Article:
Fellow Jina Moore: “Rape in the DRC: Now Complete with Numbers.”
Jina Moore criticizes recently released statistics on rape in the DRC:
The press release reads a little desperate; you can almost feel it begging for a journalist’s distracted attention by getting as many numbers in front of her as possible. May but one sound horrifying enough to merit a few column inches!
- “More than 400,000 women ages 15 to 49 were raped across all provinces of the DR Congo during a 12-month period in 2006 and 2007, according to a new study in the American Journal of Public Health.”
- “The number of women raped at least once in the eastern conflict area of North Kivu—67 per 1,000—is more than double the national average of 29 per 1,000. That means a woman in certain parts of the Congo is 134 times more likely to be raped than a woman in the United States, which has an annual rape rate of 0.5 per 1,000 women.”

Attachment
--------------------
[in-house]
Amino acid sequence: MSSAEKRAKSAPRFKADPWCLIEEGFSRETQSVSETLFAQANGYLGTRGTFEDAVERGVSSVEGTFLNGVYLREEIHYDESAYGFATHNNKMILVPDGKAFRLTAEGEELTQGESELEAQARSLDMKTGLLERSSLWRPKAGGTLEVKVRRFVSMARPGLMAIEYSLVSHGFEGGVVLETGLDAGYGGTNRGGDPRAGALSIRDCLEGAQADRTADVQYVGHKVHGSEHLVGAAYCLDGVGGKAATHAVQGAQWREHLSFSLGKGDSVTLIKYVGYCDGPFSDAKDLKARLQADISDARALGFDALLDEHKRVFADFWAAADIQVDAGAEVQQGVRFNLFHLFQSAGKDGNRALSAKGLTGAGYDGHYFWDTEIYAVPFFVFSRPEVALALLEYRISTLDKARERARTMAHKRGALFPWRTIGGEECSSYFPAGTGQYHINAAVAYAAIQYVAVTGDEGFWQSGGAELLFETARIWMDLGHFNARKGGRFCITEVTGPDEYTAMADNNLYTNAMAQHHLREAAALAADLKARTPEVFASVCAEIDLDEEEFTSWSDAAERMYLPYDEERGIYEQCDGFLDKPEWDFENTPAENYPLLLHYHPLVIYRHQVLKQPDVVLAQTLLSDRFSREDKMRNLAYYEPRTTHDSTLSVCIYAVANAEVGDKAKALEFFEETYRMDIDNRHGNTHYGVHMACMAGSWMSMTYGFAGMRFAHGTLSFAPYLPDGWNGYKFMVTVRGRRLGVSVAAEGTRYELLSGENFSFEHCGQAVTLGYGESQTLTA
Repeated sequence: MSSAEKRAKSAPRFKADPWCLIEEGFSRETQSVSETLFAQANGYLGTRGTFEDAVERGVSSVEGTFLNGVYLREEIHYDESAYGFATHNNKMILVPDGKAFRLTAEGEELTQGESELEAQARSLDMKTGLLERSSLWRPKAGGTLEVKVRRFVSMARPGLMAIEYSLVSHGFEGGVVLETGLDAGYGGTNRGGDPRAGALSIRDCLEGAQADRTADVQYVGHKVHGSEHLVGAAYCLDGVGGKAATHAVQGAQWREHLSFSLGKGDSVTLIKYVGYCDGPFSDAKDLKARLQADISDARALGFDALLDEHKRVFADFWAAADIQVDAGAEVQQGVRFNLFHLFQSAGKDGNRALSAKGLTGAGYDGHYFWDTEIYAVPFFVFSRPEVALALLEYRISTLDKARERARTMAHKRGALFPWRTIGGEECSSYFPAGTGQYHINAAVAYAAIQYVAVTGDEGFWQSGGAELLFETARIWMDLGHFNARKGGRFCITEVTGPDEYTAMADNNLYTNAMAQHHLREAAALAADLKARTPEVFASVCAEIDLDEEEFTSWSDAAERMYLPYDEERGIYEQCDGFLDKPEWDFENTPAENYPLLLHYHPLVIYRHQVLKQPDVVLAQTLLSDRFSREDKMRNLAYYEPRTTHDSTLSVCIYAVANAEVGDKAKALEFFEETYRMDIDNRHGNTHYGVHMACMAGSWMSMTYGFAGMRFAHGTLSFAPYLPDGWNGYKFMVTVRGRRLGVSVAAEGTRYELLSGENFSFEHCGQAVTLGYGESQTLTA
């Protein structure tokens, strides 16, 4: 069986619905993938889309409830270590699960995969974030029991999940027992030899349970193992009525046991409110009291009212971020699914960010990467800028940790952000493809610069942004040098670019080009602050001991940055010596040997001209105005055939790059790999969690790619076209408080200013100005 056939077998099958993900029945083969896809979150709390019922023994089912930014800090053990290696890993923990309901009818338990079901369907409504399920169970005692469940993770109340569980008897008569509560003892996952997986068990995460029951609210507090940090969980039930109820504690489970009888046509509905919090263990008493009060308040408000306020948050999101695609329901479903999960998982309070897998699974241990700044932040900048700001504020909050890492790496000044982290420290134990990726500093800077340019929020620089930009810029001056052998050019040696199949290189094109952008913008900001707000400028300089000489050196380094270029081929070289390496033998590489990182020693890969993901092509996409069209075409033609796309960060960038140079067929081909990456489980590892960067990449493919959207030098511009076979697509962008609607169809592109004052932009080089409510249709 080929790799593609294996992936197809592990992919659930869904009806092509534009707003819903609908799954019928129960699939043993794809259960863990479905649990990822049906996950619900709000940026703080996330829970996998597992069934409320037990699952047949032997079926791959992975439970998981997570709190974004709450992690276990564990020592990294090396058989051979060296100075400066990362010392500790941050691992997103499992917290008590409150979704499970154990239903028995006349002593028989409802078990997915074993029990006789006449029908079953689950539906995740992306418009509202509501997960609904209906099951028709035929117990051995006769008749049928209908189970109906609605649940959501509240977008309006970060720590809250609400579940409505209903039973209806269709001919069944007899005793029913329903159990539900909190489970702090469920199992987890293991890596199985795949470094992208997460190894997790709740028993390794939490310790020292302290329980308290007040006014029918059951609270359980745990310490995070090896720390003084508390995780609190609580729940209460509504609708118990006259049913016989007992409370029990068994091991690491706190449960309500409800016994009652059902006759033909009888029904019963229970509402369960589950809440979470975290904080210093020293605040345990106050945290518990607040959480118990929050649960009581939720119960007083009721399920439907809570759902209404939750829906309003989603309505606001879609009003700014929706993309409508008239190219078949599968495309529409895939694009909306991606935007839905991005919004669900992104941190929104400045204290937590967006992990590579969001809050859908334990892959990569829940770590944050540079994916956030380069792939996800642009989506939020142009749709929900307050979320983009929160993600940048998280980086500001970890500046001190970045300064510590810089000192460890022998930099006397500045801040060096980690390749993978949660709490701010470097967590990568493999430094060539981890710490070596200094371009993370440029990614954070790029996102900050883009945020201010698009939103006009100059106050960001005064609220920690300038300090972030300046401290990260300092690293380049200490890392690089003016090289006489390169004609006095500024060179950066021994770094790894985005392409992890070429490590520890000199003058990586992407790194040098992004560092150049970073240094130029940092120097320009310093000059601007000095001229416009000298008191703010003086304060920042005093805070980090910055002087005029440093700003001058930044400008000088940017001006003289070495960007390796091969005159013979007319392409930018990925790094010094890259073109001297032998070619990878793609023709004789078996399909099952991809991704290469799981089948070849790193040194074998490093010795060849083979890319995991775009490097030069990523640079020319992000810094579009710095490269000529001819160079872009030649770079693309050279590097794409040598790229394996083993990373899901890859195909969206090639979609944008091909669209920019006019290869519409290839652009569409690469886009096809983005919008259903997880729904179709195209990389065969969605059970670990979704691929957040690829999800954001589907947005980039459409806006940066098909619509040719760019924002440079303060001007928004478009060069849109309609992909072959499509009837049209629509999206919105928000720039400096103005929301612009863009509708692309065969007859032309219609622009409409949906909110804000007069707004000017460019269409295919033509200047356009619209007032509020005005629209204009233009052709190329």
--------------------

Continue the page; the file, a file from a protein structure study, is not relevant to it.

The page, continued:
- “In fact, the outlier Equateur province showed rates higher than the conflict-affected South Kivu and Orientale provinces (65 in Equateur to 44 and 38 respectively). This is a new and highly significant finding.”
Let’s be clear: These numbers are horrifying. It is obviously awful that women have experienced violence at this level, whether it is one or 10 or 26 or 26000 times worse than we thought it was. There isn’t much continuum of bad here. It’s just awful. And I readily concede that journalists are no one’s friend in avoiding sensationalism; we invented the sound bite, after all.
But here we are, on the brink of epistemological disaster: a press release about something incredibly difficult if not impossible to quantify, written by an advocacy group and designed to appeal to journalists.